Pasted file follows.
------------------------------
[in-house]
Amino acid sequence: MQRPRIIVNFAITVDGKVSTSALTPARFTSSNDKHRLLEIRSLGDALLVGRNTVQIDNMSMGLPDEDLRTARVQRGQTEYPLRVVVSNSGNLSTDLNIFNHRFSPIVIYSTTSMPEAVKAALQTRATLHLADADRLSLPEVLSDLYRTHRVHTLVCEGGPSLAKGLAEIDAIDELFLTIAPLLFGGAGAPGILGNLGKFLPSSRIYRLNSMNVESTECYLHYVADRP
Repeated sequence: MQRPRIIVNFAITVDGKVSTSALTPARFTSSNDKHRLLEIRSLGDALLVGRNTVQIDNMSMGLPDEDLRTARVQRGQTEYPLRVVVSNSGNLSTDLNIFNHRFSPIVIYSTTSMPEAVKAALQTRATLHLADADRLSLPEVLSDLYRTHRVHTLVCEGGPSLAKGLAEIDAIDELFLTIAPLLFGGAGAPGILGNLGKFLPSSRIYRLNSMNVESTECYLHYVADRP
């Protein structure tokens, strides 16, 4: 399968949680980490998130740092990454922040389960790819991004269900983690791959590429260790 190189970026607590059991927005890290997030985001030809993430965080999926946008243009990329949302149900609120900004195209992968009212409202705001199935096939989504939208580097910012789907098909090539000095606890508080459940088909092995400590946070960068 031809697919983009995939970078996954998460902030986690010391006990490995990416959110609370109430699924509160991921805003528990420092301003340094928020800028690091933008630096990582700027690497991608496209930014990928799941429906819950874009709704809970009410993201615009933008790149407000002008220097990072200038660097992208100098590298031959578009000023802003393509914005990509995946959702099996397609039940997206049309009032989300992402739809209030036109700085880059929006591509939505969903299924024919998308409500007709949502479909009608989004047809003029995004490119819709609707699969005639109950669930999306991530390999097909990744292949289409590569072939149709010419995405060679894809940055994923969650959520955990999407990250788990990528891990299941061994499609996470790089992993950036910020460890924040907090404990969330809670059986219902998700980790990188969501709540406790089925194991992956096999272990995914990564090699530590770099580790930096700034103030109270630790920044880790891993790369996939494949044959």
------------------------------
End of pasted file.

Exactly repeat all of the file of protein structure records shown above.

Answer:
[in-house]
Amino acid sequence: MQRPRIIVNFAITVDGKVSTSALTPARFTSSNDKHRLLEIRSLGDALLVGRNTVQIDNMSMGLPDEDLRTARVQRGQTEYPLRVVVSNSGNLSTDLNIFNHRFSPIVIYSTTSMPEAVKAALQTRATLHLADADRLSLPEVLSDLYRTHRVHTLVCEGGPSLAKGLAEIDAIDELFLTIAPLLFGGAGAPGILGNLGKFLPSSRIYRLNSMNVESTECYLHYVADRP
Repeated sequence: MQRPRIIVNFAITVDGKVSTSALTPARFTSSNDKHRLLEIRSLGDALLVGRNTVQIDNMSMGLPDEDLRTARVQRGQTEYPLRVVVSNSGNLSTDLNIFNHRFSPIVIYSTTSMPEAVKAALQTRATLHLADADRLSLPEVLSDLYRTHRVHTLVCEGGPSLAKGLAEIDAIDELFLTIAPLLFGGAGAPGILGNLGKFLPSSRIYRLNSMNVESTECYLHYVADRP
């Protein structure tokens, strides 16, 4: 399968949680980490998130740092990454922040389960790819991004269900983690791959590429260790 190189970026607590059991927005890290997030985001030809993430965080999926946008243009990329949302149900609120900004195209992968009212409202705001199935096939989504939208580097910012789907098909090539000095606890508080459940088909092995400590946070960068 031809697919983009995939970078996954998460902030986690010391006990490995990416959110609370109430699924509160991921805003528990420092301003340094928020800028690091933008630096990582700027690497991608496209930014990928799941429906819950874009709704809970009410993201615009933008790149407000002008220097990072200038660097992208100098590298031959578009000023802003393509914005990509995946959702099996397609039940997206049309009032989300992402739809209030036109700085880059929006591509939505969903299924024919998308409500007709949502479909009608989004047809003029995004490119819709609707699969005639109950669930999306991530390999097909990744292949289409590569072939149709010419995405060679894809940055994923969650959520955990999407990250788990990528891990299941061994499609996470790089992993950036910020460890924040907090404990969330809670059986219902998700980790990188969501709540406790089925194991992956096999272990995914990564090699530590770099580790930096700034103030109270630790920044880790891993790369996939494949044959």